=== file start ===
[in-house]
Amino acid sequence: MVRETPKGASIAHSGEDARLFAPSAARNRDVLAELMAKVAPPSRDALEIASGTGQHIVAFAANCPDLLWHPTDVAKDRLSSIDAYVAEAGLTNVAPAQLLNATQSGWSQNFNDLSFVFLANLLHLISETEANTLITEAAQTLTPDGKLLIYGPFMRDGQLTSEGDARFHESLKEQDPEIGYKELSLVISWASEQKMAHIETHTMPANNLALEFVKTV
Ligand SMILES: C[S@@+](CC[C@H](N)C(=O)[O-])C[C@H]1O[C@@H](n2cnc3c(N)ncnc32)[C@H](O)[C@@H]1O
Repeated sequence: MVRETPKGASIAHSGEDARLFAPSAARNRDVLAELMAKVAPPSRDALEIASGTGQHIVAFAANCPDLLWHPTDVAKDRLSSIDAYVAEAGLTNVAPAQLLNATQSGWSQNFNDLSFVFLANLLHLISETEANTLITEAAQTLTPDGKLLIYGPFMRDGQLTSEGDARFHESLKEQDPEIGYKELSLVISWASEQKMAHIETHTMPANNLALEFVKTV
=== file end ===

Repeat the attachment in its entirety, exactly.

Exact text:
[in-house]
Amino acid sequence: MVRETPKGASIAHSGEDARLFAPSAARNRDVLAELMAKVAPPSRDALEIASGTGQHIVAFAANCPDLLWHPTDVAKDRLSSIDAYVAEAGLTNVAPAQLLNATQSGWSQNFNDLSFVFLANLLHLISETEANTLITEAAQTLTPDGKLLIYGPFMRDGQLTSEGDARFHESLKEQDPEIGYKELSLVISWASEQKMAHIETHTMPANNLALEFVKTV
Ligand SMILES: C[S@@+](CC[C@H](N)C(=O)[O-])C[C@H]1O[C@@H](n2cnc3c(N)ncnc32)[C@H](O)[C@@H]1O
Repeated sequence: MVRETPKGASIAHSGEDARLFAPSAARNRDVLAELMAKVAPPSRDALEIASGTGQHIVAFAANCPDLLWHPTDVAKDRLSSIDAYVAEAGLTNVAPAQLLNATQSGWSQNFNDLSFVFLANLLHLISETEANTLITEAAQTLTPDGKLLIYGPFMRDGQLTSEGDARFHESLKEQDPEIGYKELSLVISWASEQKMAHIETHTMPANNLALEFVKTV